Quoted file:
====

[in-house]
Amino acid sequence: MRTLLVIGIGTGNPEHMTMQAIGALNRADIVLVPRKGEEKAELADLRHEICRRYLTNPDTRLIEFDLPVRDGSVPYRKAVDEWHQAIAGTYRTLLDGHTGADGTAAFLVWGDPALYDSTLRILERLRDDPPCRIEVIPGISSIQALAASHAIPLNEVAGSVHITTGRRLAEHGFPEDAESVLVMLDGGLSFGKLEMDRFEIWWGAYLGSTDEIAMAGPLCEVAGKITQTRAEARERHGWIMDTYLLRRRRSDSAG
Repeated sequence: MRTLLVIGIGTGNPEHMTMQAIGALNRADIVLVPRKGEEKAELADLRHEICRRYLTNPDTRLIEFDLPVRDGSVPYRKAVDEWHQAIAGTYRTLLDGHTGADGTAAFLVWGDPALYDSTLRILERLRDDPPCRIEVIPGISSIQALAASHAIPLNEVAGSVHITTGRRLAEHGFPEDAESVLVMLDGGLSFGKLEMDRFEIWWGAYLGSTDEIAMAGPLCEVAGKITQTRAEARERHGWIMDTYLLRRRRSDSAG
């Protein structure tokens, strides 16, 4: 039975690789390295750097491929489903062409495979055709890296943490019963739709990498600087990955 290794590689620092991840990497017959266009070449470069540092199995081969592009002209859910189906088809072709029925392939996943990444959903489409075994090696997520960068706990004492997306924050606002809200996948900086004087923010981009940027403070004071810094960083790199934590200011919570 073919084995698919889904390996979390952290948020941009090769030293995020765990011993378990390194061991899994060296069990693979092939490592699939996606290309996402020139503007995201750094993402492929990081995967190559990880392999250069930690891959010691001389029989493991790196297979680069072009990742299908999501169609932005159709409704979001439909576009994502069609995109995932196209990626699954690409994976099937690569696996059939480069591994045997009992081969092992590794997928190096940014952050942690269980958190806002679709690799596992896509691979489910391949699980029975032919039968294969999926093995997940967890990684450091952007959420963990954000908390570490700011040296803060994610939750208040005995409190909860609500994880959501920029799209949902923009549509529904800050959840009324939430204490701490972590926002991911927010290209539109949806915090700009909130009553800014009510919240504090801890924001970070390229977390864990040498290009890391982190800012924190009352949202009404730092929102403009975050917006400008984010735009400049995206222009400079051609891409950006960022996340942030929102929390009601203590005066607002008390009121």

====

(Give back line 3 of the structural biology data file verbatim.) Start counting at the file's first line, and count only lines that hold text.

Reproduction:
Repeated sequence: MRTLLVIGIGTGNPEHMTMQAIGALNRADIVLVPRKGEEKAELADLRHEICRRYLTNPDTRLIEFDLPVRDGSVPYRKAVDEWHQAIAGTYRTLLDGHTGADGTAAFLVWGDPALYDSTLRILERLRDDPPCRIEVIPGISSIQALAASHAIPLNEVAGSVHITTGRRLAEHGFPEDAESVLVMLDGGLSFGKLEMDRFEIWWGAYLGSTDEIAMAGPLCEVAGKITQTRAEARERHGWIMDTYLLRRRRSDSAG